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Gatsby E-commerce Tutorial

In this advanced tutorial, you’ll learn how to use Gatsby to build the UI for a basic e-commerce site that can accept payments, with Stripe as the backend for processing payments.

Why use Gatsby for an E-commerce site?

Benefits of using Gatsby for e-commerce sites include the following:

  • Security inherent in static sites.
  • Blazing fast performance when your pages are converted from React into static files.
  • No server component required with Stripe’s client-only Checkout.
  • Cost-efficient hosting of static sites.

Prerequisites

How does Gatsby work with Stripe?

Stripe is a payment processing service that allows you to securely collect and process payment information from your customers. To try out Stripe for yourself, go to Stripe’s Quick Start Guide.

Stripe offers a hosted checkout that doesn’t require any backend component. You can configure products, SKUs, and subscription plans in the Stripe Dashboard. If you’re selling a single product or subscription (like an eBook) you can hardcode the product’s SKU ID in your Gatsby site. If you’re selling multiple products, you can use the Stripe source plugin to retrieve all SKUs at build time. If you want your Gatsby site to automatically update, you can use the Stripe webhook event to trigger a redeploy when a new product or SKU is added.

Setting up a Gatsby site

Create a new Gatsby project by running the gatsby new command in the terminal and change directories into the new project you just started:

See your site hot reload in the browser!

Run gatsby develop in the terminal, which starts a development server and reloads changes you make to your site so you can preview them in the browser. Open up your browser to http://localhost:8000/ and you should see a default homepage.

Loading Stripe.js

Stripe provides a JavaScript library that allows you to securely redirect your customer to the Stripe hosted checkout page. Due to PCI compliance requirements, the Stripe.js library has to be loaded from Stripe’s servers. Stripe provides a loading wrapper that allows you to import Stripe.js like an ES module:

Stripe.js is loaded as a side effect of the import '@stripe/stripe-js'; statement. To best leverage Stripe’s advanced fraud functionality, ensure that Stripe.js is loaded on every page of your customer’s checkout journey, not just your checkout page. This allows Stripe to detect anomalous behavior that may be indicative of fraud as customers browse your website.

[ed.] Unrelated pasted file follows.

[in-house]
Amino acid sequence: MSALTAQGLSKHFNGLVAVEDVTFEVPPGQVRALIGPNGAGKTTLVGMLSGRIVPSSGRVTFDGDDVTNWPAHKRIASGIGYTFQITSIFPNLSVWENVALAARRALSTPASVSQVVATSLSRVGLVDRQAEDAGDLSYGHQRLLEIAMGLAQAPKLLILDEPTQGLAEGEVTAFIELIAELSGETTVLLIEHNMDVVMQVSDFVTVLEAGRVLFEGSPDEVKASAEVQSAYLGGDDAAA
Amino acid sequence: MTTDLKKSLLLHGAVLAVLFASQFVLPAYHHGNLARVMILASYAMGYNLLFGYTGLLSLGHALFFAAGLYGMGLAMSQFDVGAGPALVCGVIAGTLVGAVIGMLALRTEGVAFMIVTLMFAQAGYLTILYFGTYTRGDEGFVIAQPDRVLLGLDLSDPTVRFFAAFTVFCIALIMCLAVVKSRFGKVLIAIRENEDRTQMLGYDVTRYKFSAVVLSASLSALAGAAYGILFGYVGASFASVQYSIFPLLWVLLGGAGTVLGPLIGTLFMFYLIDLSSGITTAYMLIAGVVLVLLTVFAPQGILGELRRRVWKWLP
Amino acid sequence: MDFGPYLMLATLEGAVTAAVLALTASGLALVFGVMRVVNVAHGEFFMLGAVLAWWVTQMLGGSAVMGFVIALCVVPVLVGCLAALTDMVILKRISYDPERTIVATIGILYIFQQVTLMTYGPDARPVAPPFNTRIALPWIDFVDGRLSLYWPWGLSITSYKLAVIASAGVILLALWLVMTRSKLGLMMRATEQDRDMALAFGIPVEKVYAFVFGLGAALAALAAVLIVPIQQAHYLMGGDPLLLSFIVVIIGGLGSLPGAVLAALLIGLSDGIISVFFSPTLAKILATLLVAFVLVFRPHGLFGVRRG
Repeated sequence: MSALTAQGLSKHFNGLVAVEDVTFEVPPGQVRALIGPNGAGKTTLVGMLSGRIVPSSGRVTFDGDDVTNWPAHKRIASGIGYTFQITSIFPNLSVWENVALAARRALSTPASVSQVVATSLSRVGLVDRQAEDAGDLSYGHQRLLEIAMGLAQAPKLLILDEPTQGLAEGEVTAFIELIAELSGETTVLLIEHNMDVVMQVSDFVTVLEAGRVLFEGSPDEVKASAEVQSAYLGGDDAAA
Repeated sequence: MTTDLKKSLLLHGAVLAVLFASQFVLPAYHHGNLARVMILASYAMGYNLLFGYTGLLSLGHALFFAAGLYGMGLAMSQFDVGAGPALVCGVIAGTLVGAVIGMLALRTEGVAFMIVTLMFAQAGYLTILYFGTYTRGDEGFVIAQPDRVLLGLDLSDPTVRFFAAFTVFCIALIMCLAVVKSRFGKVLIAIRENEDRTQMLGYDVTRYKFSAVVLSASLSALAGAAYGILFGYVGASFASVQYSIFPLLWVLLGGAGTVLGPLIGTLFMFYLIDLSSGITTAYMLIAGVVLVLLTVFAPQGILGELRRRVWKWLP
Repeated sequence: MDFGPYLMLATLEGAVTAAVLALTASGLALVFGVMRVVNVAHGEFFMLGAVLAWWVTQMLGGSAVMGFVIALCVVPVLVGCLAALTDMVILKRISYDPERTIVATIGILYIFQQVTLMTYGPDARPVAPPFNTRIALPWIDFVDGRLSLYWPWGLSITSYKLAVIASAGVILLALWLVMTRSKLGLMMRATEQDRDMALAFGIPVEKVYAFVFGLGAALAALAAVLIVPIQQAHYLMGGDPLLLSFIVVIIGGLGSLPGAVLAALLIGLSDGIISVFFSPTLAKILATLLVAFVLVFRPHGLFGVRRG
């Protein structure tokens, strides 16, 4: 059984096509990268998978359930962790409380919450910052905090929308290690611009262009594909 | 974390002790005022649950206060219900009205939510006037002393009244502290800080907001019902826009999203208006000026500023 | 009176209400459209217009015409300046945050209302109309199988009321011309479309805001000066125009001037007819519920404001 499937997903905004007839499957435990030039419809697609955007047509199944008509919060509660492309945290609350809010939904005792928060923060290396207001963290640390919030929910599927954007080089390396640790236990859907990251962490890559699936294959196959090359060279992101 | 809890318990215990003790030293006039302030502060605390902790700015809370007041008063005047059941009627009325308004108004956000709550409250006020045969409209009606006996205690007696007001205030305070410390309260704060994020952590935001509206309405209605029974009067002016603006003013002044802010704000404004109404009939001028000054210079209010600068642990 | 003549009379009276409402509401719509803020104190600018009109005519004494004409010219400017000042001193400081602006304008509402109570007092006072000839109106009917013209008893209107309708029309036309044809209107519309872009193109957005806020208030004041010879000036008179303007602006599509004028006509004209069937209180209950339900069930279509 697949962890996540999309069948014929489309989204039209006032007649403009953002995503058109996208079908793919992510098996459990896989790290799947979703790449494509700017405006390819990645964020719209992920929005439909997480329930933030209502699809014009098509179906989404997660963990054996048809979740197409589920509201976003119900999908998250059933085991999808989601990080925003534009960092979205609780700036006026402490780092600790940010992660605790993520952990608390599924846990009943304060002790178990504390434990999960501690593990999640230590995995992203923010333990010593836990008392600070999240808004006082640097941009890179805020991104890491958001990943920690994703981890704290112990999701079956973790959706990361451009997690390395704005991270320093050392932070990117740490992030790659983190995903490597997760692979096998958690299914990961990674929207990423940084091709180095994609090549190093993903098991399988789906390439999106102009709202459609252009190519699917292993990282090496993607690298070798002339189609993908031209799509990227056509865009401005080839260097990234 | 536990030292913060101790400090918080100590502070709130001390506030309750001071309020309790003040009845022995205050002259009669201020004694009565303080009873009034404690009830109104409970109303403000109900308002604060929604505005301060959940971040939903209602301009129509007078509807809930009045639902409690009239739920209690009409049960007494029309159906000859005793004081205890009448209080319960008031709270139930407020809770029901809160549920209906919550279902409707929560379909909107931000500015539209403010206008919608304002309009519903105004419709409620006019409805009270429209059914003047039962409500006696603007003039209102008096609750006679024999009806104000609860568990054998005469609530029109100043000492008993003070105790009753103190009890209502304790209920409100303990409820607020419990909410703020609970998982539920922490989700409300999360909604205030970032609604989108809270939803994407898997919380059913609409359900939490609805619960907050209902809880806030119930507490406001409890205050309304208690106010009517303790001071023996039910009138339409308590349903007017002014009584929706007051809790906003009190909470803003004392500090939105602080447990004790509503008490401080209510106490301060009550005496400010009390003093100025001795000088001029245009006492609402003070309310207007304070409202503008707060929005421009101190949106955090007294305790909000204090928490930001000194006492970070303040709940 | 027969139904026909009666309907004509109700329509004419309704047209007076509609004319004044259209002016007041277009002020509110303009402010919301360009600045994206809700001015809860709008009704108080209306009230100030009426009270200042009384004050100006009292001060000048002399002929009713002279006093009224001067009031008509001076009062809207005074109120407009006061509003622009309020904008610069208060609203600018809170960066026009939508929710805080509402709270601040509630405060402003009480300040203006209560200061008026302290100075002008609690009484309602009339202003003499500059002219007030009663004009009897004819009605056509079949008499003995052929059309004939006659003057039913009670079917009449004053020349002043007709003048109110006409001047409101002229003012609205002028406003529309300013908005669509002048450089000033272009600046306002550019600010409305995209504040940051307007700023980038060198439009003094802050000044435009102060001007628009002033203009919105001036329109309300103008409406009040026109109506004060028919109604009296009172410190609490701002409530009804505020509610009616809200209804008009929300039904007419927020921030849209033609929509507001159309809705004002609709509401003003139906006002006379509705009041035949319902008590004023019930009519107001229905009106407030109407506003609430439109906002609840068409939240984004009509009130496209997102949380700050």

To make use of this, install the stripe-js module:

Getting your Stripe test keys

View your API credentials by logging into your Stripe account, and then going to Developers > API Keys.

Stripe public test key location in Stripe account

You have 2 keys in both test mode and production mode:

  • a publishable key
  • a secret key

While testing, you must use the key(s) that include test. For production code, you will need to use the live keys. As the names imply, your publishable key may be included in code that you share publicly (for example, on the frontend, and in GitHub), whereas your secret key should not be shared with anyone or committed to any public repo. It’s important to restrict access to this secret key because anyone who has it could potentially read or send requests from your Stripe account and see information about charges or purchases or even refund customers.

Enabling the “Checkout client-only integration” for your Stripe account

In this tutorial you will be using Stripe Checkout in client-only mode. You need to enable client-only mode in the Checkout settings.

Stripe control to enable the Checkout client-side only integration highlighted

💡 This change will also modify the interface that Stripe provides to administer your products: keep this in mind in case you have previously used this tool. If you have never used the product administrator, you don’t need to worry.

Additionally, you need to set a name for your Stripe account in your Account settings. You can find more configuration details in the Stripe docs.

Examples

You can find an implementation of these examples on GitHub.

Example 1: One Button

If you’re selling a single product, like an eBook for example, you can create a single button that will perform a redirect to the Stripe Checkout page:

Create a product and SKU